The changes prompted debate even before Sheng finished the project. One user attacked the article as biased, arguing that foreigners had used the students at Tiananmen Square to subvert the Chinese government. Others urged caution because of the political sensitivity of the subject.
"Regarding the June 4 incident, I know very little," one person wrote. "At least for the present stability, I hope we don't make an issue of this."
Shi Zhao, the chemical engineer and frequent contributor, objected to using the famous photo showing a lone student stopping a column of tanks. "It seems the entire article has very little from China's point of view," he added. "It's basically all the Western point of view. Is this a neutral point of view?"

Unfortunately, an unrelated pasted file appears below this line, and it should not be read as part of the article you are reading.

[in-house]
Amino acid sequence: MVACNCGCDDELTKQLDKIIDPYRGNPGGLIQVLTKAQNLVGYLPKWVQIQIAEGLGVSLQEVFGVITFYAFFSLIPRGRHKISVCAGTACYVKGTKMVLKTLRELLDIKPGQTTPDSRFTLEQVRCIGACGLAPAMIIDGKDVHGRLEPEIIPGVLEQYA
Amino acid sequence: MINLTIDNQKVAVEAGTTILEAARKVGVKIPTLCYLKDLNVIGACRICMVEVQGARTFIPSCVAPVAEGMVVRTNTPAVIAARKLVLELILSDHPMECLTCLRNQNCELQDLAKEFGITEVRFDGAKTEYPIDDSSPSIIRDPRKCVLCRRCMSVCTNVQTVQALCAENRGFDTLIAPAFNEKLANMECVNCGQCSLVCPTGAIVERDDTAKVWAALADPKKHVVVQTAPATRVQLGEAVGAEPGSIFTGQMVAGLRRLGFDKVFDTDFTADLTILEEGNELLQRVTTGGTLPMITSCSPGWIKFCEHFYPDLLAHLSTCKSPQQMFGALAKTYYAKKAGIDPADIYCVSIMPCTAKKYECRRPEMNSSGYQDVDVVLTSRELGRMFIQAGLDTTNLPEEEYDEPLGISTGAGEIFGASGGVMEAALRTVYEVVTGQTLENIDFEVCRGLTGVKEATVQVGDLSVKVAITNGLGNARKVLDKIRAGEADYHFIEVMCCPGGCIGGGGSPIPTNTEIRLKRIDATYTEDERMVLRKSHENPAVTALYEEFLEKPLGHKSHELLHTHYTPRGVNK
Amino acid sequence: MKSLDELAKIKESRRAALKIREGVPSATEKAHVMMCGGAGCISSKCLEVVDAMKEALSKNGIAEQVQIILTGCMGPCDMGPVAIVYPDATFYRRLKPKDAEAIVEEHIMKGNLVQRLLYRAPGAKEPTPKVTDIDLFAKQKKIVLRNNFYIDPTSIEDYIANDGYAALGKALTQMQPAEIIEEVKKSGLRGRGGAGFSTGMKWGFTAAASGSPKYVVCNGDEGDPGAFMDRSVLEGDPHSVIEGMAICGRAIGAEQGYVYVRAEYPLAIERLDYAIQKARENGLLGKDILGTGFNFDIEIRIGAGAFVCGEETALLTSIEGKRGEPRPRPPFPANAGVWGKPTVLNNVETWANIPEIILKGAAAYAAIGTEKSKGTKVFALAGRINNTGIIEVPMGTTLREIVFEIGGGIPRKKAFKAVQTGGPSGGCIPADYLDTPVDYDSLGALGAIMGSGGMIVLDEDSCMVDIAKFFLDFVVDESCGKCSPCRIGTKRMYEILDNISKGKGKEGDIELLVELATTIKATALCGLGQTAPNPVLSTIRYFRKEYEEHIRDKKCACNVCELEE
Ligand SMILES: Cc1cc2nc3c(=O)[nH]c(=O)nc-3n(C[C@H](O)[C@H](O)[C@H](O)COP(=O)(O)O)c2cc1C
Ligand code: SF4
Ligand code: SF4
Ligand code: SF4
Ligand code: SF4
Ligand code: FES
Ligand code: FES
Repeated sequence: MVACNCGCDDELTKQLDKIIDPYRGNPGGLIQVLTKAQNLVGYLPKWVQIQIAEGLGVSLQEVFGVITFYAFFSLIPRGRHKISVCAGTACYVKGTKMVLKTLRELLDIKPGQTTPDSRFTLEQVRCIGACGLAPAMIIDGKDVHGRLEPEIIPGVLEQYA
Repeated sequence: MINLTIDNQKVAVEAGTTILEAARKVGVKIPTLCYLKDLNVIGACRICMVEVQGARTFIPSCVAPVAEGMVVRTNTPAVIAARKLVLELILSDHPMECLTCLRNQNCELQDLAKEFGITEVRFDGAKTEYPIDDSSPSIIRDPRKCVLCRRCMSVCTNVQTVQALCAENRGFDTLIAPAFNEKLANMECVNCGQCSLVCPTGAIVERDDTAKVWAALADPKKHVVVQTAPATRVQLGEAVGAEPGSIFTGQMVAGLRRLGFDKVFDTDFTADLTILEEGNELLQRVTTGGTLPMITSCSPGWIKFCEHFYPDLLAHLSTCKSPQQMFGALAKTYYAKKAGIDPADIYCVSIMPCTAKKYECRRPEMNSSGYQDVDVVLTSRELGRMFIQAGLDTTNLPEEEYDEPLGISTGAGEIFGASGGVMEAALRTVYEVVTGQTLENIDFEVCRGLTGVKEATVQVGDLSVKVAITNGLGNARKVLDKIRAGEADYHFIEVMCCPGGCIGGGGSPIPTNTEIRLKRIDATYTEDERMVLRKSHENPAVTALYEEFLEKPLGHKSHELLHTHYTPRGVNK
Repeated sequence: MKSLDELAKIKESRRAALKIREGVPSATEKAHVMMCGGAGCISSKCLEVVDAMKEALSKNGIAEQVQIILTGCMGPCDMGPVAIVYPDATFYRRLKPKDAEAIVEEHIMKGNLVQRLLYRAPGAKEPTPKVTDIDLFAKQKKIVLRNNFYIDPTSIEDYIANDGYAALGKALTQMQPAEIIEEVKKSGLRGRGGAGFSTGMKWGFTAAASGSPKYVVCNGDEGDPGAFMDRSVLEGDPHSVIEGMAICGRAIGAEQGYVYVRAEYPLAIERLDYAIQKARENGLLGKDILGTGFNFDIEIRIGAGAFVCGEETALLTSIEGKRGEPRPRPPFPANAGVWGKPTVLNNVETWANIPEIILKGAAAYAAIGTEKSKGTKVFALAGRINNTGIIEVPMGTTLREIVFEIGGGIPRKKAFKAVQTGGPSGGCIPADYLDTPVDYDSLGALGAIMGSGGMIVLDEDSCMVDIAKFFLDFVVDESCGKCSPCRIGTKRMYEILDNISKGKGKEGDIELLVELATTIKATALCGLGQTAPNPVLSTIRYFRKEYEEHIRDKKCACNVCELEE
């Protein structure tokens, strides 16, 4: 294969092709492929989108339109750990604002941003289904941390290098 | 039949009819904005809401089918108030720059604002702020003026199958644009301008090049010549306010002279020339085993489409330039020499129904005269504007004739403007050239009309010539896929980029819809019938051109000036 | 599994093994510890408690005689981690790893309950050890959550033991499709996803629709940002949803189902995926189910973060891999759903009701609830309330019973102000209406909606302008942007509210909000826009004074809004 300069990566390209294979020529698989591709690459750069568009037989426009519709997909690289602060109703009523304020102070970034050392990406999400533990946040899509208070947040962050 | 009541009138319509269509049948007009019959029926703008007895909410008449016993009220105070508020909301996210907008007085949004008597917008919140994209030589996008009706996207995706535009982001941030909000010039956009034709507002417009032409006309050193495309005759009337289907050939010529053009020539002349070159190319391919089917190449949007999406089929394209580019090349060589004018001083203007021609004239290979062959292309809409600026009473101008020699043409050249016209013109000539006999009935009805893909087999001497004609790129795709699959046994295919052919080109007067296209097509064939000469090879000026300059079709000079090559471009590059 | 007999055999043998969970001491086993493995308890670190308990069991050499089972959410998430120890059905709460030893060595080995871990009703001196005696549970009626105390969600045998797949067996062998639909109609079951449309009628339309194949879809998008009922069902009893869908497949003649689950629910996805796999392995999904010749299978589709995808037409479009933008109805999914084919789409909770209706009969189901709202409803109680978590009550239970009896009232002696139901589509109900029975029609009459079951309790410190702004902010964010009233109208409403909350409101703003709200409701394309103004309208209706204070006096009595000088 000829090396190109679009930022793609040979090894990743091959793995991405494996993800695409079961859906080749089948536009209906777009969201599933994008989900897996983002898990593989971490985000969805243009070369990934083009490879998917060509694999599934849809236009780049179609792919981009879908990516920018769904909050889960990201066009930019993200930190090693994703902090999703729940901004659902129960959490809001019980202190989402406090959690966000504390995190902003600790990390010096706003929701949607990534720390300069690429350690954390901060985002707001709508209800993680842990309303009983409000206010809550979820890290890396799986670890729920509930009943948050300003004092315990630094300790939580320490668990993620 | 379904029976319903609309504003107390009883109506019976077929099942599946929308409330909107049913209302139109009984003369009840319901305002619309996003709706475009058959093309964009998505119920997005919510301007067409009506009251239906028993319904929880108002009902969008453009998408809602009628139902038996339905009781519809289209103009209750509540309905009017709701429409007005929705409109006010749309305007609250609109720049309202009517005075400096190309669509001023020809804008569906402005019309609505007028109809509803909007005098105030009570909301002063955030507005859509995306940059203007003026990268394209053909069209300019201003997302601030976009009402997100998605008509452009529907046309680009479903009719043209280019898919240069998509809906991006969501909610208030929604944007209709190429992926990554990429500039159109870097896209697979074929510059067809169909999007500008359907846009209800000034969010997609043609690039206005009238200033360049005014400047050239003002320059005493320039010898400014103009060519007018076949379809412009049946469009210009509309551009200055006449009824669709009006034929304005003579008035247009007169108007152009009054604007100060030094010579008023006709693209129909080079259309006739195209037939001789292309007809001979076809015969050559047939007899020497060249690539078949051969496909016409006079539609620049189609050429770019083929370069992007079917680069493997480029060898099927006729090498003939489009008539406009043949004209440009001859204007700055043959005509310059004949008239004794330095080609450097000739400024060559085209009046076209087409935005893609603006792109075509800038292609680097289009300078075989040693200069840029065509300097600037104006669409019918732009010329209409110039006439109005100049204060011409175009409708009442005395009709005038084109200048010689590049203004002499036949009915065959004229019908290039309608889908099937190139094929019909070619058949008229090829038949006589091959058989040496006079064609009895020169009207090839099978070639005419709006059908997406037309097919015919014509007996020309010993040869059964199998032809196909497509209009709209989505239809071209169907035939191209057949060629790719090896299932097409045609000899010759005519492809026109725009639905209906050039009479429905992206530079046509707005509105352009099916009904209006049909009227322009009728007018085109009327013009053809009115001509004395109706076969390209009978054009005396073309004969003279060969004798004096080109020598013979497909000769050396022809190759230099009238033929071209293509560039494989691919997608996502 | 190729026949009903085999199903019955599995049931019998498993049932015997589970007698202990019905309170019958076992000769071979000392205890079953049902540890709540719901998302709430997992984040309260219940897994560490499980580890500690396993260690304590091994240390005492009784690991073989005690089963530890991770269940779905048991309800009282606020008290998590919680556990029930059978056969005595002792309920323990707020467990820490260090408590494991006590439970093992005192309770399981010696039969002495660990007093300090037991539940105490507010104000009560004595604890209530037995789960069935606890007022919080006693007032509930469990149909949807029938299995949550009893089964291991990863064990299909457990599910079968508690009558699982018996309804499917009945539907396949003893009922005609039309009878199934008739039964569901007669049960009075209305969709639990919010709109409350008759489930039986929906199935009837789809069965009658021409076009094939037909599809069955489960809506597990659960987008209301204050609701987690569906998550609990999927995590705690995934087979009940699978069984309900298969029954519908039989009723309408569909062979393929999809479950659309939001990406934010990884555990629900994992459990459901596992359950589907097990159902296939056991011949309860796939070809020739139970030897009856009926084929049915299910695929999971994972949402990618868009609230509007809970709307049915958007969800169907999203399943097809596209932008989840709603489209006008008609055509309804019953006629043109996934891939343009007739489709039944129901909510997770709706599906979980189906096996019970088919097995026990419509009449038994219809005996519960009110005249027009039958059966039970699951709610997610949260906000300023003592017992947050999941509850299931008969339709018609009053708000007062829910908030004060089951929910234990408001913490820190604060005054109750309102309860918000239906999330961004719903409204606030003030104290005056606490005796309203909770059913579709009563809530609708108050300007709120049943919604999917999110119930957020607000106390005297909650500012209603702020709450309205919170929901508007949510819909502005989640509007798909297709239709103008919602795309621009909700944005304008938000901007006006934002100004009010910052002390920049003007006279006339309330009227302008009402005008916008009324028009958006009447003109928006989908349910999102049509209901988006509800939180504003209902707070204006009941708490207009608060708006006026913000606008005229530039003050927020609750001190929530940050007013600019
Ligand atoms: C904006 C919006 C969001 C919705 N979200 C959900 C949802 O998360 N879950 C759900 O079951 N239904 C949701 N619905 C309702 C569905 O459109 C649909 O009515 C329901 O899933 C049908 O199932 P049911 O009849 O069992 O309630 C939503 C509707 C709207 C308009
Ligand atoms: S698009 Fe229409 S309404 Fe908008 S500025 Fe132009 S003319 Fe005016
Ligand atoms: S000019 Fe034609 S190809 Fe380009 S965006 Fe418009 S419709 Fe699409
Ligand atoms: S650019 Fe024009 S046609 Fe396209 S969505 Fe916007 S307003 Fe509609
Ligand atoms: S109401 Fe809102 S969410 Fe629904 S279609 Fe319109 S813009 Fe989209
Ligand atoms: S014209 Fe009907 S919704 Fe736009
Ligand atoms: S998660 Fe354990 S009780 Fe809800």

But after Wikipedia was blocked on the eve of the Tiananmen anniversary, Shi -- who describes himself as a supporter of the Communist Party -- was among the first to call his Internet service provider to complain. He also submitted an appeal.
Then without any explanation, the government restored access to the site.
The 19-day disruption caused Chinese Wikipedia use to drop and prompted hand-wringing in the community that built it. Some suggested that the site practice self-censorship to avoid being blocked again. But most opposed the idea on principle.
"It would have violated our policies, because Wikipedia is independent of any government," Shi said. "We aren't publishing political editorials, just providing information from a neutral point of view."
Instead of backing down, the site attracted more users, and the debates intensified as people tried to hammer out their differences on subjects such as the banned Falun Gong spiritual movement, the one-child policy and even the Chinese Communist Party.